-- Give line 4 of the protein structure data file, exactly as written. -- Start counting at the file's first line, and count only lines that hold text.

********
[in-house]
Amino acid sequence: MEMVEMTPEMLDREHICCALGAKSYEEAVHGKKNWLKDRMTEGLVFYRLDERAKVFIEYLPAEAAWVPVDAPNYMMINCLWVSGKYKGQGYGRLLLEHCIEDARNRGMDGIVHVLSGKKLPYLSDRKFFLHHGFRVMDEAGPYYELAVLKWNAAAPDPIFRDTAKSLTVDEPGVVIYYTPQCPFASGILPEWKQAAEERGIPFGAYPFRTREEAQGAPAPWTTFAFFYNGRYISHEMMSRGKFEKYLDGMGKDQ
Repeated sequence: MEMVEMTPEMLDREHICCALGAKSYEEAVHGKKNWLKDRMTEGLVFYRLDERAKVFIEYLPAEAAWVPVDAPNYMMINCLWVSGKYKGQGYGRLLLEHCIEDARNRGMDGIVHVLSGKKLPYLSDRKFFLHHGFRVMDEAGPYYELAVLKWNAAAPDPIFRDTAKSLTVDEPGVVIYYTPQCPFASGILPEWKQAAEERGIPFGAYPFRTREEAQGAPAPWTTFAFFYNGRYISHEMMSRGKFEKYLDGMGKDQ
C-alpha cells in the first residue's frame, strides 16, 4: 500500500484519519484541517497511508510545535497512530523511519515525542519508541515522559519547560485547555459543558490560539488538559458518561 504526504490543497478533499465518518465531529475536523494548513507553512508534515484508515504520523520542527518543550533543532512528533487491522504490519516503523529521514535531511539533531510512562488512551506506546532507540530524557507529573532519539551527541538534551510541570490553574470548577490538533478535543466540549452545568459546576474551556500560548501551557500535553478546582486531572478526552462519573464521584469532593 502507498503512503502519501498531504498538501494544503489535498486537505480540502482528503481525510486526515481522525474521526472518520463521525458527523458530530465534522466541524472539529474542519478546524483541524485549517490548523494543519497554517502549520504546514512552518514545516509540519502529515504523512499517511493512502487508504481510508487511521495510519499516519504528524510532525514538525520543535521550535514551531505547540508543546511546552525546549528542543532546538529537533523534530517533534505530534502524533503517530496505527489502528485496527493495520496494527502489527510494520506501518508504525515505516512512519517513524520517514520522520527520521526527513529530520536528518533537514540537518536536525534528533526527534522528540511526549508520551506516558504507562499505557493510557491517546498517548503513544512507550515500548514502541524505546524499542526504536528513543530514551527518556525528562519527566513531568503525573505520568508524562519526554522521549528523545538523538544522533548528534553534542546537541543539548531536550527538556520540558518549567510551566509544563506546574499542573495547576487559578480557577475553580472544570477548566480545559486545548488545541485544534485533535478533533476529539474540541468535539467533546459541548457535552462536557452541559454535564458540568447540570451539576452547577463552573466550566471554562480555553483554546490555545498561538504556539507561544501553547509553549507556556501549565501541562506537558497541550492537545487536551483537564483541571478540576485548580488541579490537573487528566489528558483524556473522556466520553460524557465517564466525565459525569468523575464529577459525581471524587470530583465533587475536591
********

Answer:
C-alpha cells in the first residue's frame, strides 16, 4: 500500500484519519484541517497511508510545535497512530523511519515525542519508541515522559519547560485547555459543558490560539488538559458518561 504526504490543497478533499465518518465531529475536523494548513507553512508534515484508515504520523520542527518543550533543532512528533487491522504490519516503523529521514535531511539533531510512562488512551506506546532507540530524557507529573532519539551527541538534551510541570490553574470548577490538533478535543466540549452545568459546576474551556500560548501551557500535553478546582486531572478526552462519573464521584469532593 502507498503512503502519501498531504498538501494544503489535498486537505480540502482528503481525510486526515481522525474521526472518520463521525458527523458530530465534522466541524472539529474542519478546524483541524485549517490548523494543519497554517502549520504546514512552518514545516509540519502529515504523512499517511493512502487508504481510508487511521495510519499516519504528524510532525514538525520543535521550535514551531505547540508543546511546552525546549528542543532546538529537533523534530517533534505530534502524533503517530496505527489502528485496527493495520496494527502489527510494520506501518508504525515505516512512519517513524520517514520522520527520521526527513529530520536528518533537514540537518536536525534528533526527534522528540511526549508520551506516558504507562499505557493510557491517546498517548503513544512507550515500548514502541524505546524499542526504536528513543530514551527518556525528562519527566513531568503525573505520568508524562519526554522521549528523545538523538544522533548528534553534542546537541543539548531536550527538556520540558518549567510551566509544563506546574499542573495547576487559578480557577475553580472544570477548566480545559486545548488545541485544534485533535478533533476529539474540541468535539467533546459541548457535552462536557452541559454535564458540568447540570451539576452547577463552573466550566471554562480555553483554546490555545498561538504556539507561544501553547509553549507556556501549565501541562506537558497541550492537545487536551483537564483541571478540576485548580488541579490537573487528566489528558483524556473522556466520553460524557465517564466525565459525569468523575464529577459525581471524587470530583465533587475536591